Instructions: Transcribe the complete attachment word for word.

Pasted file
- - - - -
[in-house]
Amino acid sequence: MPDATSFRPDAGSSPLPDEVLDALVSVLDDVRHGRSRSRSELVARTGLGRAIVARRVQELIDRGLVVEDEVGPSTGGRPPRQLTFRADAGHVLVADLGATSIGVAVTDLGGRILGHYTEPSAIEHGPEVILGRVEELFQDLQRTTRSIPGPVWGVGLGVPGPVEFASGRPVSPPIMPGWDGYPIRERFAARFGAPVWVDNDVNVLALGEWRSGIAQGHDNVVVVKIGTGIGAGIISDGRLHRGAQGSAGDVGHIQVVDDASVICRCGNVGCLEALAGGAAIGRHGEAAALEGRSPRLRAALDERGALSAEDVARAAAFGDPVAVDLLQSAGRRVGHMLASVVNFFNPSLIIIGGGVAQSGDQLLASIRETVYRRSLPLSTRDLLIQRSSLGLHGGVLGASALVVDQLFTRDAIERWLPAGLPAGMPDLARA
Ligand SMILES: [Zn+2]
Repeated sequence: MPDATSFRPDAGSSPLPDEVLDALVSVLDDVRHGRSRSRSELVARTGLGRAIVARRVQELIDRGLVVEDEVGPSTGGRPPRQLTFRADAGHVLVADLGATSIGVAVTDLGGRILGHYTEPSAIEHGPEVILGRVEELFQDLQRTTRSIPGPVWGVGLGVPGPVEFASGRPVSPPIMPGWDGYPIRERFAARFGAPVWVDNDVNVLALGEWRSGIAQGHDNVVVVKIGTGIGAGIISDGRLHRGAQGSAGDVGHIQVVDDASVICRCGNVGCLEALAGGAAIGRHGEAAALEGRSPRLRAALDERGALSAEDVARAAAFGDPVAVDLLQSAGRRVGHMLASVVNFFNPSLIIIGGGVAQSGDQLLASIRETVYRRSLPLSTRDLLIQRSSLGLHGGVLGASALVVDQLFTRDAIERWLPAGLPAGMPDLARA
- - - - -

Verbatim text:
[in-house]
Amino acid sequence: MPDATSFRPDAGSSPLPDEVLDALVSVLDDVRHGRSRSRSELVARTGLGRAIVARRVQELIDRGLVVEDEVGPSTGGRPPRQLTFRADAGHVLVADLGATSIGVAVTDLGGRILGHYTEPSAIEHGPEVILGRVEELFQDLQRTTRSIPGPVWGVGLGVPGPVEFASGRPVSPPIMPGWDGYPIRERFAARFGAPVWVDNDVNVLALGEWRSGIAQGHDNVVVVKIGTGIGAGIISDGRLHRGAQGSAGDVGHIQVVDDASVICRCGNVGCLEALAGGAAIGRHGEAAALEGRSPRLRAALDERGALSAEDVARAAAFGDPVAVDLLQSAGRRVGHMLASVVNFFNPSLIIIGGGVAQSGDQLLASIRETVYRRSLPLSTRDLLIQRSSLGLHGGVLGASALVVDQLFTRDAIERWLPAGLPAGMPDLARA
Ligand SMILES: [Zn+2]
Repeated sequence: MPDATSFRPDAGSSPLPDEVLDALVSVLDDVRHGRSRSRSELVARTGLGRAIVARRVQELIDRGLVVEDEVGPSTGGRPPRQLTFRADAGHVLVADLGATSIGVAVTDLGGRILGHYTEPSAIEHGPEVILGRVEELFQDLQRTTRSIPGPVWGVGLGVPGPVEFASGRPVSPPIMPGWDGYPIRERFAARFGAPVWVDNDVNVLALGEWRSGIAQGHDNVVVVKIGTGIGAGIISDGRLHRGAQGSAGDVGHIQVVDDASVICRCGNVGCLEALAGGAAIGRHGEAAALEGRSPRLRAALDERGALSAEDVARAAAFGDPVAVDLLQSAGRRVGHMLASVVNFFNPSLIIIGGGVAQSGDQLLASIRETVYRRSLPLSTRDLLIQRSSLGLHGGVLGASALVVDQLFTRDAIERWLPAGLPAGMPDLARA